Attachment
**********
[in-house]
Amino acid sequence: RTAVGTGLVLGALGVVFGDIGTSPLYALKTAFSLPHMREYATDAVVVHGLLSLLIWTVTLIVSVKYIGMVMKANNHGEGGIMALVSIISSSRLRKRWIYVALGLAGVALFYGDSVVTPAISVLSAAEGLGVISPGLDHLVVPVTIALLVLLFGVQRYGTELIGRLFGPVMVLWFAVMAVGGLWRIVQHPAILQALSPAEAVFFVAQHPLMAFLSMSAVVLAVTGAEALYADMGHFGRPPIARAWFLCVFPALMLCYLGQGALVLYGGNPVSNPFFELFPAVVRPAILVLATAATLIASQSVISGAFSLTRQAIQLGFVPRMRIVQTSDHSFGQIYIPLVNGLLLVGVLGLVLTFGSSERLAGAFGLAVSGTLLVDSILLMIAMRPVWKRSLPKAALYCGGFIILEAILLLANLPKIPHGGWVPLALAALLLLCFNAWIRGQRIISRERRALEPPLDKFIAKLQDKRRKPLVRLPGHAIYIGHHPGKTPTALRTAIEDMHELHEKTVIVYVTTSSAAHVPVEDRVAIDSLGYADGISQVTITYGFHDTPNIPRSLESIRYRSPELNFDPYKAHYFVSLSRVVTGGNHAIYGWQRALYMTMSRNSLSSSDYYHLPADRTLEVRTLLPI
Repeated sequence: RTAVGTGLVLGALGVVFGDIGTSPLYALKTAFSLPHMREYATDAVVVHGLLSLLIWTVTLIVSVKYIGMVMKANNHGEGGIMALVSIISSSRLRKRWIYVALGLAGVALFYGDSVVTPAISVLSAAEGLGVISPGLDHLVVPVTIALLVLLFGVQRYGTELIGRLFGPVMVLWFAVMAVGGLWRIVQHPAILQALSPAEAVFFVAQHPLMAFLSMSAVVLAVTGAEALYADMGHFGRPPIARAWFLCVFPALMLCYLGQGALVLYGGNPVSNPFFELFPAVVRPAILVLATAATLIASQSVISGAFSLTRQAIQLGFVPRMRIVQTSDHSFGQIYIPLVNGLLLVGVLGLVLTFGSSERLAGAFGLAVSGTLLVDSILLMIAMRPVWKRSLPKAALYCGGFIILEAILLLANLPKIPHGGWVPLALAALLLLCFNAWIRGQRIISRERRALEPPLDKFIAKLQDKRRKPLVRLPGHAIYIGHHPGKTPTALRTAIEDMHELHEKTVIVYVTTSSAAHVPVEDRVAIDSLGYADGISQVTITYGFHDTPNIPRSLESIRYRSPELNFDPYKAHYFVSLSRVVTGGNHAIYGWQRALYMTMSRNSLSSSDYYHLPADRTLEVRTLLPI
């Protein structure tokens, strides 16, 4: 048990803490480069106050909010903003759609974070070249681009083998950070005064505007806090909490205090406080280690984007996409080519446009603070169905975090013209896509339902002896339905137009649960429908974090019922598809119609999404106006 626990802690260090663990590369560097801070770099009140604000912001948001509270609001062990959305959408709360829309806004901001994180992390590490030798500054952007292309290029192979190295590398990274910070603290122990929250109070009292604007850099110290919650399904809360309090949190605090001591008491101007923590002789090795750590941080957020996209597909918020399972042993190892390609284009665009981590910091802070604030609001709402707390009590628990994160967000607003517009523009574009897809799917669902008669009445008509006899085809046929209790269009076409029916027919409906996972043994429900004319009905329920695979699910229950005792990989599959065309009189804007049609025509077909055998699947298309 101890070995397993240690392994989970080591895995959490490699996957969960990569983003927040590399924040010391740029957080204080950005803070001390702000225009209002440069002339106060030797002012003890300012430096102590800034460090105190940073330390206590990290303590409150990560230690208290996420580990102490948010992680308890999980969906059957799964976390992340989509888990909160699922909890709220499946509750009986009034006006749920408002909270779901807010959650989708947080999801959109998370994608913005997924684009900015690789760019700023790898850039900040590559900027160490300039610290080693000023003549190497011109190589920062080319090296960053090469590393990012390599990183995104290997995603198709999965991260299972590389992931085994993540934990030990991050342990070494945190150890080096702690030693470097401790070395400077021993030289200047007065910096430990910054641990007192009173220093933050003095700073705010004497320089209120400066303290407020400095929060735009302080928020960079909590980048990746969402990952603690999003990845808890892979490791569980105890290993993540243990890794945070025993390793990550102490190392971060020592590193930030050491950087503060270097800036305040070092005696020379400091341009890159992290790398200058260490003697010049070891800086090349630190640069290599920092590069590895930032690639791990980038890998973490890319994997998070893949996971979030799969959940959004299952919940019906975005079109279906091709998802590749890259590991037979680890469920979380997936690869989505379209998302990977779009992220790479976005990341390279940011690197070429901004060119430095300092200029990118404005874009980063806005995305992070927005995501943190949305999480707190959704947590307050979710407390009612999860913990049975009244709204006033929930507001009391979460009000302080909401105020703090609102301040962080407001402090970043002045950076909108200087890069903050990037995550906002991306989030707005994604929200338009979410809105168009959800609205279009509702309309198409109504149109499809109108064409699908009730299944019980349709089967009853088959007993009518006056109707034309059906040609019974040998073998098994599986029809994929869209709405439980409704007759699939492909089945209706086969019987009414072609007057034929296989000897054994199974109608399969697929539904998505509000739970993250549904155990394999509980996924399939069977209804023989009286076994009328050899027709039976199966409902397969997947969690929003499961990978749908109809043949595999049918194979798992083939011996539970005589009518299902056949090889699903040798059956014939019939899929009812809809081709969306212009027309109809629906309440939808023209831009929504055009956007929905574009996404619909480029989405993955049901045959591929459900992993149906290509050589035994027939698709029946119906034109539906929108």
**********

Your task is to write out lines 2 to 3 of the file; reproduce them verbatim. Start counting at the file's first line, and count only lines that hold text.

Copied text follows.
Amino acid sequence: RTAVGTGLVLGALGVVFGDIGTSPLYALKTAFSLPHMREYATDAVVVHGLLSLLIWTVTLIVSVKYIGMVMKANNHGEGGIMALVSIISSSRLRKRWIYVALGLAGVALFYGDSVVTPAISVLSAAEGLGVISPGLDHLVVPVTIALLVLLFGVQRYGTELIGRLFGPVMVLWFAVMAVGGLWRIVQHPAILQALSPAEAVFFVAQHPLMAFLSMSAVVLAVTGAEALYADMGHFGRPPIARAWFLCVFPALMLCYLGQGALVLYGGNPVSNPFFELFPAVVRPAILVLATAATLIASQSVISGAFSLTRQAIQLGFVPRMRIVQTSDHSFGQIYIPLVNGLLLVGVLGLVLTFGSSERLAGAFGLAVSGTLLVDSILLMIAMRPVWKRSLPKAALYCGGFIILEAILLLANLPKIPHGGWVPLALAALLLLCFNAWIRGQRIISRERRALEPPLDKFIAKLQDKRRKPLVRLPGHAIYIGHHPGKTPTALRTAIEDMHELHEKTVIVYVTTSSAAHVPVEDRVAIDSLGYADGISQVTITYGFHDTPNIPRSLESIRYRSPELNFDPYKAHYFVSLSRVVTGGNHAIYGWQRALYMTMSRNSLSSSDYYHLPADRTLEVRTLLPI
Repeated sequence: RTAVGTGLVLGALGVVFGDIGTSPLYALKTAFSLPHMREYATDAVVVHGLLSLLIWTVTLIVSVKYIGMVMKANNHGEGGIMALVSIISSSRLRKRWIYVALGLAGVALFYGDSVVTPAISVLSAAEGLGVISPGLDHLVVPVTIALLVLLFGVQRYGTELIGRLFGPVMVLWFAVMAVGGLWRIVQHPAILQALSPAEAVFFVAQHPLMAFLSMSAVVLAVTGAEALYADMGHFGRPPIARAWFLCVFPALMLCYLGQGALVLYGGNPVSNPFFELFPAVVRPAILVLATAATLIASQSVISGAFSLTRQAIQLGFVPRMRIVQTSDHSFGQIYIPLVNGLLLVGVLGLVLTFGSSERLAGAFGLAVSGTLLVDSILLMIAMRPVWKRSLPKAALYCGGFIILEAILLLANLPKIPHGGWVPLALAALLLLCFNAWIRGQRIISRERRALEPPLDKFIAKLQDKRRKPLVRLPGHAIYIGHHPGKTPTALRTAIEDMHELHEKTVIVYVTTSSAAHVPVEDRVAIDSLGYADGISQVTITYGFHDTPNIPRSLESIRYRSPELNFDPYKAHYFVSLSRVVTGGNHAIYGWQRALYMTMSRNSLSSSDYYHLPADRTLEVRTLLPI